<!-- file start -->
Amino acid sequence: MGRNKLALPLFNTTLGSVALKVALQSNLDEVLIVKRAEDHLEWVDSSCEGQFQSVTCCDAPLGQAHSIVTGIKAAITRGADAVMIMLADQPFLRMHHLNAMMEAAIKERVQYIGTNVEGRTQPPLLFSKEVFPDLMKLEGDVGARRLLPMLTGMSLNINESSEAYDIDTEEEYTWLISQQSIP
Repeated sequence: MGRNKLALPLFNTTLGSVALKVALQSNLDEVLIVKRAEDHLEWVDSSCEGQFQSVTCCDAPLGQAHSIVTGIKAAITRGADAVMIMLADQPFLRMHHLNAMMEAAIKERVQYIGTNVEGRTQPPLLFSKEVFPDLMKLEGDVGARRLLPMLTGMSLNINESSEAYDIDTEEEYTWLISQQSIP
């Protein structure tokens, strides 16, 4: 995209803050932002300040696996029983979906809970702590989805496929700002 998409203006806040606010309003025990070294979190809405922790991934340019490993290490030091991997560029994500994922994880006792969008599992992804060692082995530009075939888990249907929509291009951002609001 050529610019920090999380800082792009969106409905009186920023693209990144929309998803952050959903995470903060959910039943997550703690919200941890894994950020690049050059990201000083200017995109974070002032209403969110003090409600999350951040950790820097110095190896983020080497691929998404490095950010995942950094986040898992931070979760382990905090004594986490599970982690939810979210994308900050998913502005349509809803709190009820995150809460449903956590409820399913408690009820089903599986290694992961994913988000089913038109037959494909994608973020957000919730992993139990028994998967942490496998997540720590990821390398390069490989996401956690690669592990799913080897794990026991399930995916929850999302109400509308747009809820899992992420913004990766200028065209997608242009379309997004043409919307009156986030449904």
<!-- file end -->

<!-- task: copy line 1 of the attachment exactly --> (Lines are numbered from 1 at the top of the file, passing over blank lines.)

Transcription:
Amino acid sequence: MGRNKLALPLFNTTLGSVALKVALQSNLDEVLIVKRAEDHLEWVDSSCEGQFQSVTCCDAPLGQAHSIVTGIKAAITRGADAVMIMLADQPFLRMHHLNAMMEAAIKERVQYIGTNVEGRTQPPLLFSKEVFPDLMKLEGDVGARRLLPMLTGMSLNINESSEAYDIDTEEEYTWLISQQSIP